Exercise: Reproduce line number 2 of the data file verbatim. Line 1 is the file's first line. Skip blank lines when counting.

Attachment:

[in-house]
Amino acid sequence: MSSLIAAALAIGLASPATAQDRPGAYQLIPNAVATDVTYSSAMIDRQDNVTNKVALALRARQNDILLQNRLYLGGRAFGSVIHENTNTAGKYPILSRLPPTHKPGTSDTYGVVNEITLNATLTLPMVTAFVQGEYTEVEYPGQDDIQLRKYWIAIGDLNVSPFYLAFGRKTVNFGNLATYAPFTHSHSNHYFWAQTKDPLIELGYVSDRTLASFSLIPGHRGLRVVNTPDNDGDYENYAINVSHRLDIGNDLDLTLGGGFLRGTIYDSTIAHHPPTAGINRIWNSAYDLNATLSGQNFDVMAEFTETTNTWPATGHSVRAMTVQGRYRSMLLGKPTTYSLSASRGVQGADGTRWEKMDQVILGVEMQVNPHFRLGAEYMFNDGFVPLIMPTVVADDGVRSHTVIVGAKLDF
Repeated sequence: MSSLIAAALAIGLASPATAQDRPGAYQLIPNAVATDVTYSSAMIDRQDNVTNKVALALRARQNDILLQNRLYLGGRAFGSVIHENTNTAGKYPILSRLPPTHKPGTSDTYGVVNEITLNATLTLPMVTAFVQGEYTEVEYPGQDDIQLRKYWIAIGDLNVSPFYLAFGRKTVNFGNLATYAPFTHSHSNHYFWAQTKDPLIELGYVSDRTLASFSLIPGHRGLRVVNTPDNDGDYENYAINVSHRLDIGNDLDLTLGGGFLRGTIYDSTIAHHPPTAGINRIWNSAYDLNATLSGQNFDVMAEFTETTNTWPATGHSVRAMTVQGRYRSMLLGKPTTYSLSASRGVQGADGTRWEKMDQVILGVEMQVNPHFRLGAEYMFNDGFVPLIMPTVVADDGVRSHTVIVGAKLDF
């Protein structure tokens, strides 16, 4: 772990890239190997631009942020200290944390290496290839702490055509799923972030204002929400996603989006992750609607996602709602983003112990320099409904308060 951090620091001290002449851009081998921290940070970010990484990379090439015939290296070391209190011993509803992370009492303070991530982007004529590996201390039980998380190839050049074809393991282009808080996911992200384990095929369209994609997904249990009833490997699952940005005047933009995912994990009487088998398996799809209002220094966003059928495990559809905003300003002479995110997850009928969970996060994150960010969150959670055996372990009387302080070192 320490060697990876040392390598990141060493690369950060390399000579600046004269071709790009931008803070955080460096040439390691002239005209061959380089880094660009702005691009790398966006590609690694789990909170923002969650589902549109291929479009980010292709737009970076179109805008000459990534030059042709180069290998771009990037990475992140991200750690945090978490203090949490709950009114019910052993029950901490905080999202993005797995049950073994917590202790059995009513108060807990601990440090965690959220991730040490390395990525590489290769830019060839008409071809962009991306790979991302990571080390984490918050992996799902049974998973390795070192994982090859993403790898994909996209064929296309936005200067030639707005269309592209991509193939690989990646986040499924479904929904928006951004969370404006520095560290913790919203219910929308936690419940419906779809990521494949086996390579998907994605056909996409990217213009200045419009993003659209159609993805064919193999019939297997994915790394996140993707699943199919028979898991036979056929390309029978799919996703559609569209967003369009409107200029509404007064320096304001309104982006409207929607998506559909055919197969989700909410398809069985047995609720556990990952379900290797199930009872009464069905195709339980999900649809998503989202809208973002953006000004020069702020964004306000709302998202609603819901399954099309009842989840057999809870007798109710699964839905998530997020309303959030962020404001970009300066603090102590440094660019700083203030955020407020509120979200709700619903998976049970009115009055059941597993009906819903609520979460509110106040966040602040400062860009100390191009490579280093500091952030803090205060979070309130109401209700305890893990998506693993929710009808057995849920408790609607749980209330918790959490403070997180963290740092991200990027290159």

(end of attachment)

Amino acid sequence: MSSLIAAALAIGLASPATAQDRPGAYQLIPNAVATDVTYSSAMIDRQDNVTNKVALALRARQNDILLQNRLYLGGRAFGSVIHENTNTAGKYPILSRLPPTHKPGTSDTYGVVNEITLNATLTLPMVTAFVQGEYTEVEYPGQDDIQLRKYWIAIGDLNVSPFYLAFGRKTVNFGNLATYAPFTHSHSNHYFWAQTKDPLIELGYVSDRTLASFSLIPGHRGLRVVNTPDNDGDYENYAINVSHRLDIGNDLDLTLGGGFLRGTIYDSTIAHHPPTAGINRIWNSAYDLNATLSGQNFDVMAEFTETTNTWPATGHSVRAMTVQGRYRSMLLGKPTTYSLSASRGVQGADGTRWEKMDQVILGVEMQVNPHFRLGAEYMFNDGFVPLIMPTVVADDGVRSHTVIVGAKLDF